“Every child deserves a champion – an adult who will never give up on them, who understands that they become the best that they can possibly be.”

Rita Pierson

It’s incumbent upon us to comprehend, appreciate, and value the role of each stakeholder. These are necessary elements for a healthy, strong partnership.

I mentioned the narrow tunnel of the parent lens earlier. Would you agree with me that we all often look through our own considerably narrow and limited lenses? There are many angles of perspective when it comes to educating children, some of which we didn’t even touch on in this article. When we widen our lenses, expand our thinking, open our minds, unlock our hearts, and lock arms to be the foundation for our students, they are able to stand strong on the shoulders of the many angles of perspective.

We teach a classroom. Parents raise a child. Administrators lead and support. Together we raise a powerful generation of leaders.

What do we do to protect, cultivate, and fertilize these relationships that are vital to the success of the student?

Work Together

The parent, principal, and teacher must work together. The most powerful relationships I have had with my students have been those in which the relationships with stakeholders were evident to the students. When the students know that there are so many people in their cheering section, they are going to do everything in their power to hit a home run.

Communicate

Communication is quickly becoming a lost art. In education, however, we have a commitment to keep a thriving line of communication open and active. A call before the school year starts to let parents know you are looking forward to a great year can go a long way in opening the trust door. Notes, videos, emails, newsletters, social media interaction, and phone calls help parents believe you care about the partnership and want them to be a part of the journey.

Engage and Invite

The teacher has the gift of sharing her classroom with students, parents, and administration. Invite the principal and assistant principal to your classroom to participate – not observe – in an activity, lesson, or an experiment. Give parents opportunities to read to the class. I have had parents and grandparents read in my classroom. These are experiences the students will always remember.

Welcoming family into the classroom. Grandma reads!

Not only is this impactful to the students, but also helps with building trust and bonds with parents that will last long after students leave our classrooms.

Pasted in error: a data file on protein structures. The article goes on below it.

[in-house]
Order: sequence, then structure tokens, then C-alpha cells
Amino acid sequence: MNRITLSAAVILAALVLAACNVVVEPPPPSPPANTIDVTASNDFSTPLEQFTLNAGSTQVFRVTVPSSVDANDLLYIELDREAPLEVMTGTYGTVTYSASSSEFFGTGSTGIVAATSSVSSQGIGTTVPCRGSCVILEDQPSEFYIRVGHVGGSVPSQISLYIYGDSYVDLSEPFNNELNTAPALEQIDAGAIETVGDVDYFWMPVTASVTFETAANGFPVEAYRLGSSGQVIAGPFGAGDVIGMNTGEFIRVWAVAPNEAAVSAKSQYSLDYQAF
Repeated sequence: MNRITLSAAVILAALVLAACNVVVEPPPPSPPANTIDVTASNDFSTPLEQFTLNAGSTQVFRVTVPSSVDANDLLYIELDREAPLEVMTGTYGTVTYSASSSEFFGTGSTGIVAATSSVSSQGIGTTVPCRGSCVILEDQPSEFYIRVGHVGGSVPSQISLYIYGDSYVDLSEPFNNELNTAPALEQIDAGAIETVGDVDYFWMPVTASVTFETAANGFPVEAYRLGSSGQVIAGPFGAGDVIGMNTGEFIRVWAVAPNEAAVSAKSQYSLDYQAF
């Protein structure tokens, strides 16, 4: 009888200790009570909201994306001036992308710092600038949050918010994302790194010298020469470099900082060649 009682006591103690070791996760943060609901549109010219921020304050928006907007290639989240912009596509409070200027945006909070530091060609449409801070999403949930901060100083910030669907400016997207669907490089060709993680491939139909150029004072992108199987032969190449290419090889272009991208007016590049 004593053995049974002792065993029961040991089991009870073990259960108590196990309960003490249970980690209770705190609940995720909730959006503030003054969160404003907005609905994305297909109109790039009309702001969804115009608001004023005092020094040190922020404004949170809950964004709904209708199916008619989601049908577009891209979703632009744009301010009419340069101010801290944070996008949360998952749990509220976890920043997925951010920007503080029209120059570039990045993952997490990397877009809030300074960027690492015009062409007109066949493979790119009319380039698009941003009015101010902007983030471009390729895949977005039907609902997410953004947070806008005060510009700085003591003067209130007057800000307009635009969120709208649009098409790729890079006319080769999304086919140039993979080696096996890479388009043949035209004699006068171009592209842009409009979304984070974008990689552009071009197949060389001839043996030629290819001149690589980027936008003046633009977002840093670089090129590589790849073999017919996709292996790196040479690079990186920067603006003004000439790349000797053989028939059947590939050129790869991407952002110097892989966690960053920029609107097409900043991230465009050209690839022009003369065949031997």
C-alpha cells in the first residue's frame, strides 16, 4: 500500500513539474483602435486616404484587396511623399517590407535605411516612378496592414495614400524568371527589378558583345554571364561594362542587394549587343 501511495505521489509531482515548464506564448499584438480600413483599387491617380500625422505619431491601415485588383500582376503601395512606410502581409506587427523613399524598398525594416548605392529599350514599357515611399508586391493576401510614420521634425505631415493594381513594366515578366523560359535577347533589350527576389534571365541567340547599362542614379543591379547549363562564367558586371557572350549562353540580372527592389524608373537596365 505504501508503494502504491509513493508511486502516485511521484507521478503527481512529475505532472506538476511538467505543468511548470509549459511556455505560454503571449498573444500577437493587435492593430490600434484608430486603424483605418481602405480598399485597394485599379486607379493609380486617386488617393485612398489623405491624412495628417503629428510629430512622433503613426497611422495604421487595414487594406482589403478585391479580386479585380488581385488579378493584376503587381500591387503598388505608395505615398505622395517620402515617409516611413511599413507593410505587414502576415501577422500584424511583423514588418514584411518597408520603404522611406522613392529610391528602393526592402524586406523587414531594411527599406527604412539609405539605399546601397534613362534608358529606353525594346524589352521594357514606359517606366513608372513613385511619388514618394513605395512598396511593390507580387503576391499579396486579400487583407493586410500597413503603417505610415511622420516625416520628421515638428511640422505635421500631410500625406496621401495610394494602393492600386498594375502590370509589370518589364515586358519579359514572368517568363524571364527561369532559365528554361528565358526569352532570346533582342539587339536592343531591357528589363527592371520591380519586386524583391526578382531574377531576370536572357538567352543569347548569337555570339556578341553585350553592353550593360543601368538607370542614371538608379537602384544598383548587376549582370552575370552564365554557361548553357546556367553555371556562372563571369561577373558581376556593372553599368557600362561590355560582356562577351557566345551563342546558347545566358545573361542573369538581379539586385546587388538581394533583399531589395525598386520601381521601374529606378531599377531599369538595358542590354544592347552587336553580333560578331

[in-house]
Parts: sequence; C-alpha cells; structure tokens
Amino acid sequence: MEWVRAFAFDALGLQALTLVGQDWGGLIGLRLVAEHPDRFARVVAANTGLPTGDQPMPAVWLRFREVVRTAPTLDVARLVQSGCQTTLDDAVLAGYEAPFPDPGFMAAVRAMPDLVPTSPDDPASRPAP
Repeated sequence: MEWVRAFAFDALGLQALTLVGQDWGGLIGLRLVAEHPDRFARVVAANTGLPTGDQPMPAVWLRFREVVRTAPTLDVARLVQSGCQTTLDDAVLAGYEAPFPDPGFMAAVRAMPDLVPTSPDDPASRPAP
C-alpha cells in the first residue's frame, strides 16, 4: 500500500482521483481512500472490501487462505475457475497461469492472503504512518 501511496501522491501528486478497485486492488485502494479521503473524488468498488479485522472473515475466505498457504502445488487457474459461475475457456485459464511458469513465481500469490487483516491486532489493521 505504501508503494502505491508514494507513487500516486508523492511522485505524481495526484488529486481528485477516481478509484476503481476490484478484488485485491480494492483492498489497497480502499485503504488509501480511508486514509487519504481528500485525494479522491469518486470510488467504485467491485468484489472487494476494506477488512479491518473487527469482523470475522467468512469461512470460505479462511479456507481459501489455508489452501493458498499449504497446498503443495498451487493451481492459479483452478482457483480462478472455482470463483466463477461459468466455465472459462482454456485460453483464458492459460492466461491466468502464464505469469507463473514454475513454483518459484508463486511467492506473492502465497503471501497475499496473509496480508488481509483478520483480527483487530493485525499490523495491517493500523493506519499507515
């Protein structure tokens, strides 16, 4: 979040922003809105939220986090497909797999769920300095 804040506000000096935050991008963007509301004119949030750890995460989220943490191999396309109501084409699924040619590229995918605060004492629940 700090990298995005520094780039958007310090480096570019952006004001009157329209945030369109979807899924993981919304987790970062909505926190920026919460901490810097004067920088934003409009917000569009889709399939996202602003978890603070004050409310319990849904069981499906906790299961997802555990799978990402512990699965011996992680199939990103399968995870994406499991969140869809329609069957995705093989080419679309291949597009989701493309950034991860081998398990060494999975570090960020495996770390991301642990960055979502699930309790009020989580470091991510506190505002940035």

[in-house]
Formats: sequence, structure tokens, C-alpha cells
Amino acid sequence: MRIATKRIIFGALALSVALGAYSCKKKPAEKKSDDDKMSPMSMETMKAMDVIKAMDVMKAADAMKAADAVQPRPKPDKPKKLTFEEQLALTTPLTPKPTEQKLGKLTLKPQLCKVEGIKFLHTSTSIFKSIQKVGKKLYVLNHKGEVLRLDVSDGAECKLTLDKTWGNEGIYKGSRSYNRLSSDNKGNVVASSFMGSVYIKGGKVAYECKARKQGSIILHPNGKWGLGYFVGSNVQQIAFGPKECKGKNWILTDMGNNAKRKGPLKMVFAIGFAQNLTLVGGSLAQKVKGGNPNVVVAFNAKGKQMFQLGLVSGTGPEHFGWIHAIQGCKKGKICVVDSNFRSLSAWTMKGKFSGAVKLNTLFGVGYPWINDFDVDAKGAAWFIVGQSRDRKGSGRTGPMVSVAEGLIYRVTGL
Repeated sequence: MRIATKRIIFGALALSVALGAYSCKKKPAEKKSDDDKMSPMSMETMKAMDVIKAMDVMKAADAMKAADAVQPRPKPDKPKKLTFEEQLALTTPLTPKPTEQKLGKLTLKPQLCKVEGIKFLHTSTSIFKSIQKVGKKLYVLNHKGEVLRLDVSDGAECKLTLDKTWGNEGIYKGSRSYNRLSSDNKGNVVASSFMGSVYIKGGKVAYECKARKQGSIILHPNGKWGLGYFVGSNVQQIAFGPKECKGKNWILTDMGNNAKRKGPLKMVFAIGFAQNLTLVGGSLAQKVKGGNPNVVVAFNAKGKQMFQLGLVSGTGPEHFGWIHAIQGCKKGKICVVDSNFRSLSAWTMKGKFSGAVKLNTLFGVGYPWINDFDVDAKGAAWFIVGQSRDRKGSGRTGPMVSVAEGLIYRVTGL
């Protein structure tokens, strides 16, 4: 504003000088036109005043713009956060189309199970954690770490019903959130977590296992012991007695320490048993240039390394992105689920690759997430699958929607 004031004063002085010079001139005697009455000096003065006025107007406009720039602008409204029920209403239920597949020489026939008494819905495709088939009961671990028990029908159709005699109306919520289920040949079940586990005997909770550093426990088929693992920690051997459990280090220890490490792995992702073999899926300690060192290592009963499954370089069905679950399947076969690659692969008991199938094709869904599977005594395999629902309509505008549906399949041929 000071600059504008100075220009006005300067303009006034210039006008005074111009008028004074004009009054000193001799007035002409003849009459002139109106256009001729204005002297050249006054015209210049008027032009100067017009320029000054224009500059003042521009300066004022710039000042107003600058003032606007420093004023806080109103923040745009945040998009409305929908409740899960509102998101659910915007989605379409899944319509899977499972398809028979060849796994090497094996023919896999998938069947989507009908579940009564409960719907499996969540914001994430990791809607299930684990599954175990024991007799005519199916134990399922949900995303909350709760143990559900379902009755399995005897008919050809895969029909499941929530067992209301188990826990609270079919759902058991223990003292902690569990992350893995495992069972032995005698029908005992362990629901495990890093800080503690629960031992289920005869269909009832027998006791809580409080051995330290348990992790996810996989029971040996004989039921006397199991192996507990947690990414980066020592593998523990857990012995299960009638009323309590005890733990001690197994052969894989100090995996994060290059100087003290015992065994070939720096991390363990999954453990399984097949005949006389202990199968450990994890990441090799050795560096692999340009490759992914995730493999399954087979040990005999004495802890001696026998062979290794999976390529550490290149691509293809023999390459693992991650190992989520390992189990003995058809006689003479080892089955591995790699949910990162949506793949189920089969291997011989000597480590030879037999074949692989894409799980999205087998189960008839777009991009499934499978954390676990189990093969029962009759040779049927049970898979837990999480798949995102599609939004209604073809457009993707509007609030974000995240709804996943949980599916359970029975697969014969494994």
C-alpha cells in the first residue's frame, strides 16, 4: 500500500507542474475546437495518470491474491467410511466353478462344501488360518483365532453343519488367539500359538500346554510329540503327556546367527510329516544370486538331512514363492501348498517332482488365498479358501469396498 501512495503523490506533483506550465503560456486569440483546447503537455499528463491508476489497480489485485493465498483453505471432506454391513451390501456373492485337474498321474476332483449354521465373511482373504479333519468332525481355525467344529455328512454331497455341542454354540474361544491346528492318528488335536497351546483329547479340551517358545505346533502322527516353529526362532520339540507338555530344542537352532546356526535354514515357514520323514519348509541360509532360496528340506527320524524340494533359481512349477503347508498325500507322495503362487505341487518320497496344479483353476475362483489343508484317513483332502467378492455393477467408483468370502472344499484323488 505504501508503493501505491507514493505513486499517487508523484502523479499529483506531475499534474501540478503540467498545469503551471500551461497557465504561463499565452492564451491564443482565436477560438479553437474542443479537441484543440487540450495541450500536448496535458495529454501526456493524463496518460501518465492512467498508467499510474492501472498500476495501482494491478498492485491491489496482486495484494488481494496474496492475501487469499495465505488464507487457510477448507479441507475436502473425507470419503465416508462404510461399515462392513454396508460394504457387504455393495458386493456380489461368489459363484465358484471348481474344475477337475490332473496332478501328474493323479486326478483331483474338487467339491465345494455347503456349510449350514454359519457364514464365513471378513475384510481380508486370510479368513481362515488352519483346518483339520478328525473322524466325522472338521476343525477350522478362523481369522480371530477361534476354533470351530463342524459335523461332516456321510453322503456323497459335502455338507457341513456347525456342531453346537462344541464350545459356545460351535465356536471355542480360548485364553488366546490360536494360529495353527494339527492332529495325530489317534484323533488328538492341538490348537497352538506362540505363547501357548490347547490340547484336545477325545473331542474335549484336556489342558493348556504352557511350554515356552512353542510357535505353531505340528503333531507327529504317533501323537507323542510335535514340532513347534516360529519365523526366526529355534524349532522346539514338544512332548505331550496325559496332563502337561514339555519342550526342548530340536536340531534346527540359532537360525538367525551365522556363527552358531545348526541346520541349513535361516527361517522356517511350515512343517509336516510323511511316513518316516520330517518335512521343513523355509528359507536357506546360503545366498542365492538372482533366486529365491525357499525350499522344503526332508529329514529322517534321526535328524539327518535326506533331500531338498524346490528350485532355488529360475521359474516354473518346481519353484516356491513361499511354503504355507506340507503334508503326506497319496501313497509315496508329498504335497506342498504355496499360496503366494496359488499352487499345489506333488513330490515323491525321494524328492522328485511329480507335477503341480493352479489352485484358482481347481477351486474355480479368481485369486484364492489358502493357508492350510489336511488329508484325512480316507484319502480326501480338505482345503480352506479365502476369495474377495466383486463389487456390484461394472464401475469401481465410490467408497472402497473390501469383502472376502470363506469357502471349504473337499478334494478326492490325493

I received this letter from a parent, Natalie S., based on the intentionality of my communication with parents:

I would like to start off by telling you I LOVE the new links!!! I enjoy seeing everything David does during the day. He tells me, but it’s not the same when I can see it in the photos. As a parent you wish you could be with your children all the time, but we can’t. Shutterfly is helping me create a keepsake book for his kindergarten memories.

Thank you for the opportunity to share my child’s day from afar and I can only hope we can continue to grow with the changes of the world. Technology is taking over and we must jump on board or be left behind. I wish this technology was available when my girls were younger, their dad went overseas a lot and he could have seen them growing up as I did. This helps all military families keep in touch about what their children are doing while in school and while they are away.

Act from the heart and you will find that you are filling buckets you had no idea were empty.

Howdy, Edufriends! I am a lover of people and relationships. I’ve been teaching for more than 16 years. My happy places have been reading specialist, instructional coach, mentor, and a 3rd grade and Kindergarten teacher. My classroom is a live learning lab hosting student teachers, teachers who want to learn how to have more engagement in their classrooms, and administrators for other schools often pop in. I am most passionate about igniting the spark in adults and helping children believe in themselves. Perhaps oddly interesting, I have a unique love for animals that includes previously having owned a boa constrictor and having shown pure-bred wolves at wolf shows. I should have said unique love for exotic animals!